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What are all the main items you will need to reload your own rifle ammo? I have no experience or intelligence on reloading, but

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  • What are all the main items you will need to reload your own rifle ammo? I have no experience or intelligence on reloading, but

    What are all the main items you will need to reload your own rifle ammo? I have no experience or intelligence on reloading, but i am looking into it. Someone help me out

  • #2
    Before you do anything buy at least a couple good reloading manuals and read them. Speer, Hornady, Hodgdon, Sierra, Barnes and many others are out there to choose from. Reloading is fun but serious business. Do that and if you still want to reload you can't go wrong with RCBS equipment. My Rockchucker press is over thirty years old and still going strong.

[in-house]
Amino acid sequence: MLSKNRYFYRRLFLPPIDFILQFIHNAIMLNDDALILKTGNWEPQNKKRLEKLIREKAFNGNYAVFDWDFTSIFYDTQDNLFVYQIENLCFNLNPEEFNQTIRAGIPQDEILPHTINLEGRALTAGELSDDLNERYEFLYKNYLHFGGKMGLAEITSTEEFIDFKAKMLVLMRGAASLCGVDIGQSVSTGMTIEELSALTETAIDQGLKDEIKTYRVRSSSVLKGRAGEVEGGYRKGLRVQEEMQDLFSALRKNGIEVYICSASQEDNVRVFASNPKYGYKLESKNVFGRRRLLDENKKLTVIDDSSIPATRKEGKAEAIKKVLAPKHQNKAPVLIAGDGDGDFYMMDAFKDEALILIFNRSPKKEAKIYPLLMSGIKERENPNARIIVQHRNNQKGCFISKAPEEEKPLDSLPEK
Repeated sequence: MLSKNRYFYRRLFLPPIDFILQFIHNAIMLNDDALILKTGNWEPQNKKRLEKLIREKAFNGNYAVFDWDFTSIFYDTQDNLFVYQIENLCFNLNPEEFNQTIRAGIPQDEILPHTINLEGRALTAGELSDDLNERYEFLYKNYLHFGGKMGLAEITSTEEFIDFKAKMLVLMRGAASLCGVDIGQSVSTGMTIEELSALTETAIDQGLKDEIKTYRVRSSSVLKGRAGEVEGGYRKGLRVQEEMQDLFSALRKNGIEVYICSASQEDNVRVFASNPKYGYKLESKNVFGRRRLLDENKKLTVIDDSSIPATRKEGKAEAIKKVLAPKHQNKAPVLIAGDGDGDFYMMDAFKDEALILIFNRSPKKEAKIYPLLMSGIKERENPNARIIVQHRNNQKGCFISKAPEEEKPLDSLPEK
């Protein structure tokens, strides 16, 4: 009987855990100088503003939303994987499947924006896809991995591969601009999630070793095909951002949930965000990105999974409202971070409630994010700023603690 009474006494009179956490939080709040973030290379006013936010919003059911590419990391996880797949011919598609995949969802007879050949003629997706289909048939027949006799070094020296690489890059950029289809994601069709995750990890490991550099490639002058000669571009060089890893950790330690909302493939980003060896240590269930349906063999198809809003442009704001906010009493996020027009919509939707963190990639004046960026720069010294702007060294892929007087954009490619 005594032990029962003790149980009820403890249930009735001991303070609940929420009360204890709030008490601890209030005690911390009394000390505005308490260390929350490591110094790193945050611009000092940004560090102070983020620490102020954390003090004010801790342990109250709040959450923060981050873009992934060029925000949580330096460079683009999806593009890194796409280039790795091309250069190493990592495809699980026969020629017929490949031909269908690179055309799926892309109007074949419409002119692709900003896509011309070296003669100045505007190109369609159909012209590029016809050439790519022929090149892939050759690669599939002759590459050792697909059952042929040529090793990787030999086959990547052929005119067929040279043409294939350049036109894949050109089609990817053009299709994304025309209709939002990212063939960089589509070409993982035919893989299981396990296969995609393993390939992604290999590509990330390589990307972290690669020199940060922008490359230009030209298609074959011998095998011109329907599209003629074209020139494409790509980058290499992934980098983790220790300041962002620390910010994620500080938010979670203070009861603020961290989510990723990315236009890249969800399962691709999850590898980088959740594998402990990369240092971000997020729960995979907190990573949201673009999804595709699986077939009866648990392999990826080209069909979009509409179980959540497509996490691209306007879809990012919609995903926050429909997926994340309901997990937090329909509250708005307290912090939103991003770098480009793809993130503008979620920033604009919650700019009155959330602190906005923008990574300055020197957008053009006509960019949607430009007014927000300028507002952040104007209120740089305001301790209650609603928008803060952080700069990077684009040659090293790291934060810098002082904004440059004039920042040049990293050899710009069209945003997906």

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    • #3
      Just like Del said, then get a RCBS kit it will come with everything you need minus components. Then you will need powder, primers, bullets, and cases. The kit will come with lube and a trimer. You need to buy dies and you'll be set. Handloader Magazine is also a good one to get a subscription to as they cover a different cartridge every month and give you tips on reloading! Good luck, have fun, but be carefull one or two grains too much will make you have a very bad day!

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      • #4